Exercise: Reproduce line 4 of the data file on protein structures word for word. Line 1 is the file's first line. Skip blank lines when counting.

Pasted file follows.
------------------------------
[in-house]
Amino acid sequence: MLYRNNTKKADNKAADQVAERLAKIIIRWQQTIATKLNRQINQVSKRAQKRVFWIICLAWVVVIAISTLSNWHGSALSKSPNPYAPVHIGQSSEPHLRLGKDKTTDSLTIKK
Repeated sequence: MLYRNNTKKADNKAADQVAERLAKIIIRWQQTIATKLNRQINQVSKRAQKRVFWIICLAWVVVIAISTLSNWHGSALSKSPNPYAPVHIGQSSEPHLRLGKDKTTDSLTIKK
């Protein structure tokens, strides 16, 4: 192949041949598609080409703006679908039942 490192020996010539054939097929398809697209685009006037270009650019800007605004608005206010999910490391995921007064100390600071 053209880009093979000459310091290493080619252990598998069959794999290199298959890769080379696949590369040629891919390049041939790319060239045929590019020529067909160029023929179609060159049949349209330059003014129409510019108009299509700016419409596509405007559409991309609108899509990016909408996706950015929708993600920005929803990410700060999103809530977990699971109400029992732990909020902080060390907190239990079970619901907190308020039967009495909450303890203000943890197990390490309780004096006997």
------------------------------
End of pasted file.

């Protein structure tokens, strides 16, 4: 192949041949598609080409703006679908039942 490192020996010539054939097929398809697209685009006037270009650019800007605004608005206010999910490391995921007064100390600071 053209880009093979000459310091290493080619252990598998069959794999290199298959890769080379696949590369040629891919390049041939790319060239045929590019020529067909160029023929179609060159049949349209330059003014129409510019108009299509700016419409596509405007559409991309609108899509990016909408996706950015929708993600920005929803990410700060999103809530977990699971109400029992732990909020902080060390907190239990079970619901907190308020039967009495909450303890203000943890197990390490309780004096006997």